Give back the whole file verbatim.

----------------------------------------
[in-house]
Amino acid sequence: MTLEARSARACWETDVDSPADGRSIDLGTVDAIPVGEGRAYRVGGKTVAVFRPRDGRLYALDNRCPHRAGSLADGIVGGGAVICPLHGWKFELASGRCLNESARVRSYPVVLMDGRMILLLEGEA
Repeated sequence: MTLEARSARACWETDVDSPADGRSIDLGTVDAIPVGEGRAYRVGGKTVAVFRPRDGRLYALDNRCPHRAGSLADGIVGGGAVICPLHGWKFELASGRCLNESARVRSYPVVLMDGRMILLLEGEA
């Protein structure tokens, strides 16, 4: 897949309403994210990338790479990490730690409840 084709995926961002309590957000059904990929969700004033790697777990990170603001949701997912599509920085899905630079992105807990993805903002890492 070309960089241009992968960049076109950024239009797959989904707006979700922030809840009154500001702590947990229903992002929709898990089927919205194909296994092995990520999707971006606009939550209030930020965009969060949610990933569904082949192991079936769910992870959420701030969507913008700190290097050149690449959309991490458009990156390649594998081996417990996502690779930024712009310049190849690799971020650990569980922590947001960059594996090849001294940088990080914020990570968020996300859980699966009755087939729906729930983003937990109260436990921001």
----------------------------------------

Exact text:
[in-house]
Amino acid sequence: MTLEARSARACWETDVDSPADGRSIDLGTVDAIPVGEGRAYRVGGKTVAVFRPRDGRLYALDNRCPHRAGSLADGIVGGGAVICPLHGWKFELASGRCLNESARVRSYPVVLMDGRMILLLEGEA
Repeated sequence: MTLEARSARACWETDVDSPADGRSIDLGTVDAIPVGEGRAYRVGGKTVAVFRPRDGRLYALDNRCPHRAGSLADGIVGGGAVICPLHGWKFELASGRCLNESARVRSYPVVLMDGRMILLLEGEA
């Protein structure tokens, strides 16, 4: 897949309403994210990338790479990490730690409840 084709995926961002309590957000059904990929969700004033790697777990990170603001949701997912599509920085899905630079992105807990993805903002890492 070309960089241009992968960049076109950024239009797959989904707006979700922030809840009154500001702590947990229903992002929709898990089927919205194909296994092995990520999707971006606009939550209030930020965009969060949610990933569904082949192991079936769910992870959420701030969507913008700190290097050149690449959309991490458009990156390649594998081996417990996502690779930024712009310049190849690799971020650990569980922590947001960059594996090849001294940088990080914020990570968020996300859980699966009755087939729906729930983003937990109260436990921001």